Unless you follow the protocols TO THE LETTER, yes he will have to do NS. If you do not follow them to the letter, he will have to leave Singapore and will never be able to return as he will be considered a NS dodger and could be picked up even in the transit area of the airport if warranted. Read the following thread in it's entirety and a number of other threads in the Strictly Speaking forum where it has been covered in depth and is probably the most complete collection of information you are likely to find in one place here in Singapore. A lot of it has to deal with Singaporeans trying to get their children out without NS but all facets are covered. Start with this thread and if you get through it, search the forum for other posts. All will be answered by either Kraikk, Mad Scientist or myself and other posters.

viewtopic.php?t=61423

viewtopic.php?t=103474

viewtopic.php?t=103049

These will get you started......Think VERY CAREFULLY if you want to have your kid possibly Hate you at some point in his future for limiting his options just because YOU don't want him to do NS. This has happened a lot in the past 10 years or so.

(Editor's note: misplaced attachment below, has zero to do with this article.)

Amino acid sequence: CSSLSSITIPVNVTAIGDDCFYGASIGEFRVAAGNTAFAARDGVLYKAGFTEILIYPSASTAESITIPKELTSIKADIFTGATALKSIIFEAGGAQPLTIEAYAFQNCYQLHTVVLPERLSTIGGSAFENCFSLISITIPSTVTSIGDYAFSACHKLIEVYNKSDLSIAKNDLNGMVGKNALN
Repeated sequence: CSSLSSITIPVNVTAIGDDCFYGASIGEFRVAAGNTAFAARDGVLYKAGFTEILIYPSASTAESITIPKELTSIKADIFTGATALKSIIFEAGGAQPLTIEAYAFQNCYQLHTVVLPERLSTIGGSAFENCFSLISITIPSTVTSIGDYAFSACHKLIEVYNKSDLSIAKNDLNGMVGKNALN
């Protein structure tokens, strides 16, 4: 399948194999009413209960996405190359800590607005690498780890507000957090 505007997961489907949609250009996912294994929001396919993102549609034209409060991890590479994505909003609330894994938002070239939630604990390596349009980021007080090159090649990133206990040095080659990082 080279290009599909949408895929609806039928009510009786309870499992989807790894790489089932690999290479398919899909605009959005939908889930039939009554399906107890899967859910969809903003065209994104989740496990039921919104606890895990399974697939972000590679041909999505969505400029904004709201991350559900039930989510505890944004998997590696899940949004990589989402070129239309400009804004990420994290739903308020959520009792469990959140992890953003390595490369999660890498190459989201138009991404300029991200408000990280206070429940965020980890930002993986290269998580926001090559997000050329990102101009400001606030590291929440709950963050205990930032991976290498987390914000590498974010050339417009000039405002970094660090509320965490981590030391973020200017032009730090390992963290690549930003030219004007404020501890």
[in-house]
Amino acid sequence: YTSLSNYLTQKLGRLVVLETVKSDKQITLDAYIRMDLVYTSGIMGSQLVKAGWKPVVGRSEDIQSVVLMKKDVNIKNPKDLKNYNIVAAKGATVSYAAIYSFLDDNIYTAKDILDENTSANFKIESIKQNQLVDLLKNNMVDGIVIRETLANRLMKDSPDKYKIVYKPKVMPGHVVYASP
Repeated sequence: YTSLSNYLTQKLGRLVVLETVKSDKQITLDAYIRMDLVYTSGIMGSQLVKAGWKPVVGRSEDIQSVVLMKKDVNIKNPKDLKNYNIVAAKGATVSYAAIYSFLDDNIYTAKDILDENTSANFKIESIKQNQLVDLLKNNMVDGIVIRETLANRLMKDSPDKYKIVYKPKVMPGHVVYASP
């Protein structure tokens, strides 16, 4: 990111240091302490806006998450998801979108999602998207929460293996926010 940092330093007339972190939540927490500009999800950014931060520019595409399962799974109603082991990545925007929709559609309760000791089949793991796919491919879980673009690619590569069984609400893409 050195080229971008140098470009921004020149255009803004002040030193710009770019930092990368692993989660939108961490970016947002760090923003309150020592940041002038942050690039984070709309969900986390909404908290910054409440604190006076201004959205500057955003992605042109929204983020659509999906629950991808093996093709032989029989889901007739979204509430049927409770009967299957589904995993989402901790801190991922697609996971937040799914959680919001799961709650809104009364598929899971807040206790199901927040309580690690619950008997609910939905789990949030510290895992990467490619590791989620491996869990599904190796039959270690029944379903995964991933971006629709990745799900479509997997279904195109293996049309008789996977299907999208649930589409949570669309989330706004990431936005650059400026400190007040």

Yes, he can give it up so long as he hasn't reached his 13th birthday and the steps to do so have been followed TO THE LETTER. (Actually, 11th is much safer - that was the old cut-off date).

viewtopic.php?t=108127

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Re: Understanding the NS liability for PRs

Postby Scared-Stiff » Mon, 20 Jul 2015 4:35 pm

Thank you. I will read the posts carefully and reply if I have any questions.

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Re: Understanding the NS liability for PRs

Postby Scared-Stiff » Wed, 22 Jul 2015 11:09 am

I have read through some of the posts. I have the following scenarios and questions for each:

Our current status is as follows: Our son has a PR approval letter pending completion of formalities.

Scenario 1:
We complete the formalities of accepting PR for our son. We renounce PR and inform the various authorities (as explained by PHK in 'Guide to NS issues thread') before he reaches age 11 and return to our home country. The consequence of this action would be that it will have "adverse impact on any immediate or future applications to work or study in Singapore" (ICA webpage)?

This thread is quite old (2009), so I would like to confirm that my son would still not be NS liable, and thus could not be arrested in transit or on a social visit to Singapore if he leaves before age 11.